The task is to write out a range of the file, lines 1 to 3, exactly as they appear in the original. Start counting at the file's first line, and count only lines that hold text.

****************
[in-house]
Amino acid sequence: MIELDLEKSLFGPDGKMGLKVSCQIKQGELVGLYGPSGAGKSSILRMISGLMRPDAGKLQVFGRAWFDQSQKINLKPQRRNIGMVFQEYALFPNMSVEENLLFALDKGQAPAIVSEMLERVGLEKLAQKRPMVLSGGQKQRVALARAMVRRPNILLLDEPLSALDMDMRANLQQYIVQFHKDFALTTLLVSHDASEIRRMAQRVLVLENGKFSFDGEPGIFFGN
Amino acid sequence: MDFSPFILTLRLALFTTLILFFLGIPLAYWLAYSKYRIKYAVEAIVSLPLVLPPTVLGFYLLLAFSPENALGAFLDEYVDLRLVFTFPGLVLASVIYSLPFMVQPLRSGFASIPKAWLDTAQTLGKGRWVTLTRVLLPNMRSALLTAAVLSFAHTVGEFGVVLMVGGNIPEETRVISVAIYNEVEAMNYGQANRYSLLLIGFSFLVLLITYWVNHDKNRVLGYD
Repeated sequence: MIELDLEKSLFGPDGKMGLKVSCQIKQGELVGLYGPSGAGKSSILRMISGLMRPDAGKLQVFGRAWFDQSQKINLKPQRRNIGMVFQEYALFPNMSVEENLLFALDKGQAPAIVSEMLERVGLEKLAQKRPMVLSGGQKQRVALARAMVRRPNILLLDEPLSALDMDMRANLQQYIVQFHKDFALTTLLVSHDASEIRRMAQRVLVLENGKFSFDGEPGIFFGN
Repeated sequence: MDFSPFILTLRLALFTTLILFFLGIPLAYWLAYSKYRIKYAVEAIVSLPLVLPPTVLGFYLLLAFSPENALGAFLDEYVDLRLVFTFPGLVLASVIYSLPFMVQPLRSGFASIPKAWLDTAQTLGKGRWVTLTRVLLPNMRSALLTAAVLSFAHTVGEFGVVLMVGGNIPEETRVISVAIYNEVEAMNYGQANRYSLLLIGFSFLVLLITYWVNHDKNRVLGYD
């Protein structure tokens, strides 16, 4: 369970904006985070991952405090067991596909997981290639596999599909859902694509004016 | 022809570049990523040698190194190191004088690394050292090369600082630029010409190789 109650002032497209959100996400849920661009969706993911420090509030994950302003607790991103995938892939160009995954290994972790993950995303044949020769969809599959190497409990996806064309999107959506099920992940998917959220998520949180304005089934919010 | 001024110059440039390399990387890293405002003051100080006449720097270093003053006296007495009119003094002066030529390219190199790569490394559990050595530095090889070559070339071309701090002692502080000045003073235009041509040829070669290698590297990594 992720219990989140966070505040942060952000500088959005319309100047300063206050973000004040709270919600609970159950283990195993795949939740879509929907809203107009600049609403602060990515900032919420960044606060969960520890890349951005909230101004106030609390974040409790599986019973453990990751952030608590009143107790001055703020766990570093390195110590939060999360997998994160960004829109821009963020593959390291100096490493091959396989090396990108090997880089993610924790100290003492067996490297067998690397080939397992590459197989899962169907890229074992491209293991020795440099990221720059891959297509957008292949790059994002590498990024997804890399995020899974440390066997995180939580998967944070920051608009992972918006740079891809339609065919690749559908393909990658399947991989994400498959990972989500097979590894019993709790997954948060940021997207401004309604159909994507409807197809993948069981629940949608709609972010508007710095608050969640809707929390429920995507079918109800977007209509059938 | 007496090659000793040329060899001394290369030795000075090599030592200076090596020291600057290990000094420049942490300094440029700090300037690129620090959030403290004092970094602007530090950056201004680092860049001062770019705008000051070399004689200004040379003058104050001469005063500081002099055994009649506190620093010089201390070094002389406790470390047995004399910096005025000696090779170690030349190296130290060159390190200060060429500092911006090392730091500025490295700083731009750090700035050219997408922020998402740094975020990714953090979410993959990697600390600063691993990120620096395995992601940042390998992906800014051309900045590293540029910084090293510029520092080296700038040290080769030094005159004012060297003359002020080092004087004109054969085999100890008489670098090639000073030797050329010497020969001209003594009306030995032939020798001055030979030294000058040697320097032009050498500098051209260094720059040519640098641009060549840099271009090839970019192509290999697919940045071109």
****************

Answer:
[in-house]
Amino acid sequence: MIELDLEKSLFGPDGKMGLKVSCQIKQGELVGLYGPSGAGKSSILRMISGLMRPDAGKLQVFGRAWFDQSQKINLKPQRRNIGMVFQEYALFPNMSVEENLLFALDKGQAPAIVSEMLERVGLEKLAQKRPMVLSGGQKQRVALARAMVRRPNILLLDEPLSALDMDMRANLQQYIVQFHKDFALTTLLVSHDASEIRRMAQRVLVLENGKFSFDGEPGIFFGN
Amino acid sequence: MDFSPFILTLRLALFTTLILFFLGIPLAYWLAYSKYRIKYAVEAIVSLPLVLPPTVLGFYLLLAFSPENALGAFLDEYVDLRLVFTFPGLVLASVIYSLPFMVQPLRSGFASIPKAWLDTAQTLGKGRWVTLTRVLLPNMRSALLTAAVLSFAHTVGEFGVVLMVGGNIPEETRVISVAIYNEVEAMNYGQANRYSLLLIGFSFLVLLITYWVNHDKNRVLGYD